Extracellular vesicles are both abundant and highly stable in the peripheral circulation. Estimations of concentrations per milliliter of blood vary widely. Most estimations are on the order of 10–1000-fold more concentrated than the number of red blood cells (RBC) per mL, where an average mL of blood may contain 5 million RBCs, the same volume of blood may contain 107–109 EVs (see Table 1). Because EVs are reported to be highly stable, and because there appears to be rapid turnover of circulating EVs in the reticuloendothelial system, it has been inferred that EVs in circulation are recycled in a time span of hours or days, not weeks as erythrocytes or other cellular components in circulation. The lipid bilayer of EVs protects internal cargo RNA and improves the stability of RNAs for testing in liquid biopsies (Laurent et al., 2015; Srinivasan et al., 2019). The heterogeneity of EVs, including exosomes, oncosomes, apoptotic bodies, among many other subsets, provides a deep reservoir of cellular data that reflects the status of many different cells in many different stages. To parse out this information, EV subset classification has been performed with various methods that separate or classify the EVs according to specific features, including size, density, molecular phenotype (e.g., surface protein expression), source, and functional activity (Witwer et al., 2013; Thery et al., 2018; Witwer and Thery, 2019).


Table 1. Estimated concentrations of liquid biopsy components per mL blood in cancer.

The submicron size of EVs is both an advantage and hinderance to the study of EVs as biomarkers. The submicron size of most EVs enables their diffusion from the tumor microenvironment into peripheral biofluids, such as serum, plasma, and urine. Thus, intratumoral “data” can be interrogated in peripheral biofluids. However, EVs overlap in size with other macromolecular assemblies in biofluids, such as lipoprotein particles (LPPs) and ribonucleoprotein (RNP) complexes, so exact biological classification of that EV-associated “data” is non-trivial and must be interpreted cautiously. Analyses of individual EVs is especially challenging, but new methods are being refined for EV profiling at the single EV level (Thery et al., 2018; Morales-Kastresana et al., 2019; Murillo et al., 2019).

Despite the many ambiguities and complexities that must be considered with currently available methods for EV fractionation, several studies indicate that EVs and their cargo are deep reservoirs to mine for biomarker profiles. EVs and their cargo profiles have been shown to reflect tumor stage, molecular classification, prognosis, response to treatment, and risk of recurrence. Early EV studies are also indicating therapeutic and functional roles for EVs, as several studies indicate that EVs contribute to the pathogenesis of tumor progression. PD-L1 expression on tumor-derived EVs is associated with immune evasion (Ricklefs et al., 2018), and in prostate cancer patients, large EVs, or “large oncosomes,” carry most of the ctDNA in plasma (Vagner et al., 2018; Zijlstra and Di Vizio, 2018), and these large prostate cancer oncosomes mediate changes in the tumor microenvironment and prostate fibroblast reprogramming, via AKT1-induced MYC activation (Minciacchi et al., 2017).


Lipoproteins, commonly subdivided into classifications such as LDL, HDL, and chylomicrons, overlap in size with EVs (Figure 1), and they also are comprised of lipids, proteins, and nucleic acids, albeit without the lipid bilayer that defines EV structures. Few studies have specifically interrogated lipoprotein-associated RNA as biomarkers of disease. However, those studies which have investigated LPP exRNAs have found striking correlations between LPP-associated exRNA profiles and disease (Vickers and Moore, 2013; Guo et al., 2015; Michell et al., 2016). The scale and relevance of LPP-associated biomarkers is likely to be significant in the future, as LPP complexes are estimated in serum and plasma at concentrations of the 1016 individual LPPs/mL (based on Jens, Circulation Research 2017 121:920–922, roughly 107-fold more concentrated than EVs, for example). Future studies of LPP-associated biomarkers in liquid biopsies is an area for future research that is, to some extent, awaiting improved methods for subdividing relevant LPP populations from other biofluid components.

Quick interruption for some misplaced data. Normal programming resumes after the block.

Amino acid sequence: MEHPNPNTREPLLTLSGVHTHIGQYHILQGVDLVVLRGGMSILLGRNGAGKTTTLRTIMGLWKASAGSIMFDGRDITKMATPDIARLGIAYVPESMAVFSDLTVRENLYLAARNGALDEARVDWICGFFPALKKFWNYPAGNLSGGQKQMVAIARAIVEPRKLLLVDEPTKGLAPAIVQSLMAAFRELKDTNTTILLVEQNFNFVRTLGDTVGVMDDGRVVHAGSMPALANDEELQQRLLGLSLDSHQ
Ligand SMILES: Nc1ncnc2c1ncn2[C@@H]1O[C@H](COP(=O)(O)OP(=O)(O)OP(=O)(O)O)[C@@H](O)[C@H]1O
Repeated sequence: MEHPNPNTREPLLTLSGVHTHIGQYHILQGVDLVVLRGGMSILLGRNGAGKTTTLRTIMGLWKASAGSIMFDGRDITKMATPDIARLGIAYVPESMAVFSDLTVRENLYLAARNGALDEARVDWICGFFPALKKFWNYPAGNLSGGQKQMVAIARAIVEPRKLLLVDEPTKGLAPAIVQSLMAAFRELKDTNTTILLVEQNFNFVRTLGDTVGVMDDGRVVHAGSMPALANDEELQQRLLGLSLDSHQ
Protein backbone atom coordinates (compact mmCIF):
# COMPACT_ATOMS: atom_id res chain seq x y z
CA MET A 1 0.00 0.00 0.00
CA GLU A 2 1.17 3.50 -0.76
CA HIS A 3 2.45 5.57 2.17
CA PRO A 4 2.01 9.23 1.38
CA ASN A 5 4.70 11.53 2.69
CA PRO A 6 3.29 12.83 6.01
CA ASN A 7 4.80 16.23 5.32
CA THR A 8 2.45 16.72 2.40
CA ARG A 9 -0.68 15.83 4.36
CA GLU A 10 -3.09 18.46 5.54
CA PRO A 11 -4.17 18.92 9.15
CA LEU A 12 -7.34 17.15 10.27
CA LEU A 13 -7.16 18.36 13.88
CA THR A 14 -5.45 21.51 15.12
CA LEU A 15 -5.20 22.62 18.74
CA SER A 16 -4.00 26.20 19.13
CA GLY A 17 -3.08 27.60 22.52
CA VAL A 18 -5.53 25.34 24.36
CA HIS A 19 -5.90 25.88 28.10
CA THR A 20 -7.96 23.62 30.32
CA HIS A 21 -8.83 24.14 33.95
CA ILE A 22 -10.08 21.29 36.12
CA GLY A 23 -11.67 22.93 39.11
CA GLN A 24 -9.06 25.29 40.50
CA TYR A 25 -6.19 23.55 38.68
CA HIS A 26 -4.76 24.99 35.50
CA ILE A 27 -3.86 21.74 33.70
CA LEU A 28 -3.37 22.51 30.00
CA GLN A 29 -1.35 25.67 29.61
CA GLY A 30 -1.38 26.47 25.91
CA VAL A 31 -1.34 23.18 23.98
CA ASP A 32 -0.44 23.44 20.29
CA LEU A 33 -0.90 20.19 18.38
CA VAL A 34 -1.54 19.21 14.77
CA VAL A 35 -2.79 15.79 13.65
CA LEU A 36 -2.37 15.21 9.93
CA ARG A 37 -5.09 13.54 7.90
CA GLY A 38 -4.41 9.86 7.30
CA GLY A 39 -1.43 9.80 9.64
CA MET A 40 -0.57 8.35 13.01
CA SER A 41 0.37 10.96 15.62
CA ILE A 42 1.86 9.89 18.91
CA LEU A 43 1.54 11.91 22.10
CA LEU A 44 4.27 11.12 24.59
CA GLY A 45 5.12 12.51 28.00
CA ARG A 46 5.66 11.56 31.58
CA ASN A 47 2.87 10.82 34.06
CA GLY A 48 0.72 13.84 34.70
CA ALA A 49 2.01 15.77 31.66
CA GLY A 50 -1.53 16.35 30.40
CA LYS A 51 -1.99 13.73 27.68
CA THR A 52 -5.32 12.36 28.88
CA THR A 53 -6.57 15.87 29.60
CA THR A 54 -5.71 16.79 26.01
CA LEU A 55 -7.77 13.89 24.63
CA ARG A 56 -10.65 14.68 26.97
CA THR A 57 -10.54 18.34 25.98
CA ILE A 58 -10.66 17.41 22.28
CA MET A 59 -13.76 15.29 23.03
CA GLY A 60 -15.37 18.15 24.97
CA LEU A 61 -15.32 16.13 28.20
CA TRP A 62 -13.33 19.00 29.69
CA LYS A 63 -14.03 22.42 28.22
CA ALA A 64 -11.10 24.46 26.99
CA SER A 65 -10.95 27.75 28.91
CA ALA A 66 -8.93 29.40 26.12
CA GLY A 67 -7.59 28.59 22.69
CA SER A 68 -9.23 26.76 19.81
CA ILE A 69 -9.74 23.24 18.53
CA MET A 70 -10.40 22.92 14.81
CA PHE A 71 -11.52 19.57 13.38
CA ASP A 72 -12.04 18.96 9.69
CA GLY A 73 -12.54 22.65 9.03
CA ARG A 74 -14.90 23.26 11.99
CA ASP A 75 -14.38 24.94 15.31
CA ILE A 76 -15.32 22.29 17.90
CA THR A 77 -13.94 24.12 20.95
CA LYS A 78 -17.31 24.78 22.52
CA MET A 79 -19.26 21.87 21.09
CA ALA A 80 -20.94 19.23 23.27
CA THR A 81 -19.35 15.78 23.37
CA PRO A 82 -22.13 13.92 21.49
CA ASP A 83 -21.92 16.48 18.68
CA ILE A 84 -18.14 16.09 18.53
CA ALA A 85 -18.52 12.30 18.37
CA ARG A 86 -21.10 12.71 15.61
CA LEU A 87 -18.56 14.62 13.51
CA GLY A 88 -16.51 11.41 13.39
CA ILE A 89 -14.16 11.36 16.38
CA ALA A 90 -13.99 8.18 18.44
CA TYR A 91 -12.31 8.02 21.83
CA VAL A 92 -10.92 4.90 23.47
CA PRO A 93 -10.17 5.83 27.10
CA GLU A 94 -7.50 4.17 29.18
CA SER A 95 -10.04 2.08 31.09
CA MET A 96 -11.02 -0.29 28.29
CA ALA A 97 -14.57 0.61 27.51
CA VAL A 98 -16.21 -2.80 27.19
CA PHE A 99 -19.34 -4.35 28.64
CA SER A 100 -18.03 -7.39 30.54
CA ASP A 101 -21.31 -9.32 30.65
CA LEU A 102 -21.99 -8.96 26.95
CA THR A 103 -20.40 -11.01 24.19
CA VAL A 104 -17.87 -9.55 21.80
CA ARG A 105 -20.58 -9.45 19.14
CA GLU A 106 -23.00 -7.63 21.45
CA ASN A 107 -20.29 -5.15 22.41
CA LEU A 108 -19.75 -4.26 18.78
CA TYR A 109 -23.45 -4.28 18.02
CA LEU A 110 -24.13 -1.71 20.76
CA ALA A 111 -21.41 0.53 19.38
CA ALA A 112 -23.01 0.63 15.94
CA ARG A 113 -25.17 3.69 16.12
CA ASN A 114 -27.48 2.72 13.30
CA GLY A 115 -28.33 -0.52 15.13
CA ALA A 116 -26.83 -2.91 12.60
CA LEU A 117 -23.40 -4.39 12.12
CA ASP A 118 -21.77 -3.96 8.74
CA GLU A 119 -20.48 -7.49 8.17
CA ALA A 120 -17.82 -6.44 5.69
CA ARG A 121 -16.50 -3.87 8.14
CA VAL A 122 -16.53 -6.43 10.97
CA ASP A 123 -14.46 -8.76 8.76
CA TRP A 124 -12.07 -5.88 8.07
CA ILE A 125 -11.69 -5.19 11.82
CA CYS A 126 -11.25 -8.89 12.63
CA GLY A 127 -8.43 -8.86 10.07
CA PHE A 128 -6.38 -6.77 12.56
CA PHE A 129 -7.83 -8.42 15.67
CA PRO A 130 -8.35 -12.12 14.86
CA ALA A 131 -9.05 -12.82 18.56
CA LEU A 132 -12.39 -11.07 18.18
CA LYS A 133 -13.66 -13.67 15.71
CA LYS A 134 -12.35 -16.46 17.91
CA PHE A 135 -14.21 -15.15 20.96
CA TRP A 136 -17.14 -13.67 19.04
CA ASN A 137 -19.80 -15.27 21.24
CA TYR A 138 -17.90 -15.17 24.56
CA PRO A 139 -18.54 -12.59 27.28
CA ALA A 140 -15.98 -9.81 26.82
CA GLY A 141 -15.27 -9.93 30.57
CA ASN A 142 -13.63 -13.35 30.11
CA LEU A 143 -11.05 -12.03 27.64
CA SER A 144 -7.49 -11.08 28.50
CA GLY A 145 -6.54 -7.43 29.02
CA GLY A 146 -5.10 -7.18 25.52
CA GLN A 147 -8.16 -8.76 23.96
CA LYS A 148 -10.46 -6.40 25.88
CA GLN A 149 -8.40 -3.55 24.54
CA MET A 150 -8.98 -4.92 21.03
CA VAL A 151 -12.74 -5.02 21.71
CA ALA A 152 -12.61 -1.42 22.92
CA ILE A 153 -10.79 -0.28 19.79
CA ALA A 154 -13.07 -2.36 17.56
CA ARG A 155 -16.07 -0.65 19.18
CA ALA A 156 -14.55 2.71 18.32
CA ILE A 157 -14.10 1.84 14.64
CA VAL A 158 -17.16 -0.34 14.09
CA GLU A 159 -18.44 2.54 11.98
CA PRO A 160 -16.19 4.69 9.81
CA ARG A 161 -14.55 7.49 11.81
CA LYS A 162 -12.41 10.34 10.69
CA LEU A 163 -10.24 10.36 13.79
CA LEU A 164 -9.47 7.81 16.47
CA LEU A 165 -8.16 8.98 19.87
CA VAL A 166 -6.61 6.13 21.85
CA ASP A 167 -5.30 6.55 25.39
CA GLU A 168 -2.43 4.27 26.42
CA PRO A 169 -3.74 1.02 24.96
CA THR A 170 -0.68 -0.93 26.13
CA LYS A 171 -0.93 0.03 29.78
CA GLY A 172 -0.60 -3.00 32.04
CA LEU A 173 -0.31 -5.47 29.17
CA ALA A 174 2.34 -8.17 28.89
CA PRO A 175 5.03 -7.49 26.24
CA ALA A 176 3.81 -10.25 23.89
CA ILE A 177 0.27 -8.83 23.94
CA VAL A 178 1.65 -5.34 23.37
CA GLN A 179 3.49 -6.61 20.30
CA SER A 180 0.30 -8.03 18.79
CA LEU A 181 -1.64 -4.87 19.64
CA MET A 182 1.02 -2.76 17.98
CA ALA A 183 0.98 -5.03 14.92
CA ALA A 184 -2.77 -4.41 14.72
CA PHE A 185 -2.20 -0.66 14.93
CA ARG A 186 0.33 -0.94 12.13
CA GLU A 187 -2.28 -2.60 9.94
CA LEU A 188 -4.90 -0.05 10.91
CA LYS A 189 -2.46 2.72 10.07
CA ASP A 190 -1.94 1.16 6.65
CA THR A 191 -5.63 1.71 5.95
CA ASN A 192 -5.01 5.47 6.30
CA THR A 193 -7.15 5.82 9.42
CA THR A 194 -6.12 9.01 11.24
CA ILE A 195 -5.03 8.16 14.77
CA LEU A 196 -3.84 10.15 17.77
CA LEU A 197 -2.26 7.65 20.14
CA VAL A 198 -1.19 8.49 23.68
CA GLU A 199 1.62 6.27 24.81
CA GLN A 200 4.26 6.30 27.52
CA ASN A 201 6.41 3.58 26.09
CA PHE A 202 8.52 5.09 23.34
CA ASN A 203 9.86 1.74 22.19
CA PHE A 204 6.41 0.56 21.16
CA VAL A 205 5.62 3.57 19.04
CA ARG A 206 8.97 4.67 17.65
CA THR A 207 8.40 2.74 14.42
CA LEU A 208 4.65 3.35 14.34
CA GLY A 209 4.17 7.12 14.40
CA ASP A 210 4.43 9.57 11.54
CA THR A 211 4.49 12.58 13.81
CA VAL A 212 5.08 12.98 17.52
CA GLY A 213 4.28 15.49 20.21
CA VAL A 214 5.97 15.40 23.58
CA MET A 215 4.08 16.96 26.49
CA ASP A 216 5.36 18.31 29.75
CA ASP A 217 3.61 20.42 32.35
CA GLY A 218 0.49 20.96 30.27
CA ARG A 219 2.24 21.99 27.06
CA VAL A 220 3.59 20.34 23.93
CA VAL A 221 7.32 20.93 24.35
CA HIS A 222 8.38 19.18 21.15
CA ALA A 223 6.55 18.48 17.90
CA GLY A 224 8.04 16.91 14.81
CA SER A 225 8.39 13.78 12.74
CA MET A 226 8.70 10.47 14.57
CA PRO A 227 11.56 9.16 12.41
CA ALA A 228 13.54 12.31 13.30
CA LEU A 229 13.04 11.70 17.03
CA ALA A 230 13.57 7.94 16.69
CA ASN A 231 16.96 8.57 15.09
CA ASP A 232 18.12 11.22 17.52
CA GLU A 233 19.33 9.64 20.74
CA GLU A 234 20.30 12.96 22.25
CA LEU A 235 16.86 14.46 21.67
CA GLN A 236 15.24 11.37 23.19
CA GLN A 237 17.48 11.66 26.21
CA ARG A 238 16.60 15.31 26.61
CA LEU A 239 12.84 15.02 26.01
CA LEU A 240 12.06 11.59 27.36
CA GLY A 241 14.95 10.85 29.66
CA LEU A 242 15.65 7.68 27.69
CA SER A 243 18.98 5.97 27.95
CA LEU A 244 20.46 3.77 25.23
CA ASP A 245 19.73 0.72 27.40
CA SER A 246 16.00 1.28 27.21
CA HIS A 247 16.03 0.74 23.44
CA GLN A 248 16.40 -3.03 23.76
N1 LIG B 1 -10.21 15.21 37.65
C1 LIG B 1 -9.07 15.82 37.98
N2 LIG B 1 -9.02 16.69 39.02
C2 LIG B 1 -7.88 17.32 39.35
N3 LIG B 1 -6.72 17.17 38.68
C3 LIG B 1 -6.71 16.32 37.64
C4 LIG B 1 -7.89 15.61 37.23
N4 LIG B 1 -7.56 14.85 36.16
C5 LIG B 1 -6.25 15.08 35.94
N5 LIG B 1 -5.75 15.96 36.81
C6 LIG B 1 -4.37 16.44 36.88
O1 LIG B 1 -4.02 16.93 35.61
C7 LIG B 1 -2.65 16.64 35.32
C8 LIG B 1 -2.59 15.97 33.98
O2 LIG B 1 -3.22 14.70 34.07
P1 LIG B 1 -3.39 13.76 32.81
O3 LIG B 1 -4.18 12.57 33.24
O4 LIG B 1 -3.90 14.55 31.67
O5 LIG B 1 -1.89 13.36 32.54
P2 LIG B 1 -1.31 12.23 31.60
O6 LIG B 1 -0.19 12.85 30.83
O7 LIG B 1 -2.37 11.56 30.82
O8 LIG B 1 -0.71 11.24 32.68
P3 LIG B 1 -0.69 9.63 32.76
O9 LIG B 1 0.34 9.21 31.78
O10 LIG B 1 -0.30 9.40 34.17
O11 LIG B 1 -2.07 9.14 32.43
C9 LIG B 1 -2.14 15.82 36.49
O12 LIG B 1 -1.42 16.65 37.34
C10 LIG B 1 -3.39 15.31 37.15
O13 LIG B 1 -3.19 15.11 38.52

Exomeres have emerged as a previously unidentified component in liquid biopsies, but their biogenesis, function, and distribution are not yet well understood. This fraction from serum or plasma can be isolated with size-based fractionation, and identifiable differences between exomeres and LPPs have not been fully identified. The ambiguity in separating the exomere and LPP fractions relates to both the small size of the exomeres (<50 nm), which overlaps with the size of HDLs and some very small EVs, and the lack of defining, robustly segregating markers to reliably distinguish these different components. EVs, lipoproteins, and other co-isolated particles from biofluids are known to bind to or associate with other extracellular materials, such as cfDNA, albumin, and fibronectin, which will may or may not be integral EV components, freely circulating molecules, or detached matrix components. Thus, even “clean” separations of liquid biopsy components are expected to contain “co-isolates,” and high-resolution fractionation based on component type is challenging with currently available instruments and methods.

Newly developed and refined methods, such as asymmetric field flow fractionation, are beginning to produce additional insights into liquid biopsy “co-isolate” compositions. Using asymmetric field flow fractionation, plasma samples have been separated in a manner that shows that not only a diversity of membrane bound vesicles (EVs) and lipoproteins (LPPs), but also an as-of-yet minimally characterized assortment of highly abundant macromolecular complexes comprised of lipid, protein, and nucleic acid assemblies that are not immediately classifiable as lipoproteins, extracellular vesicles, or any other known biofluid component (Zhang et al., 2018; Zhang and Lyden, 2019). Because exomeres lack lipid bilayers and because they are not immediately classifiable as lipoproteins, these biofluid components, therefore, have been termed “exomeres” and the significance of the information carried in their molecular cargo is being actively investigated (Zhang et al., 2018; Zhang and Lyden, 2019).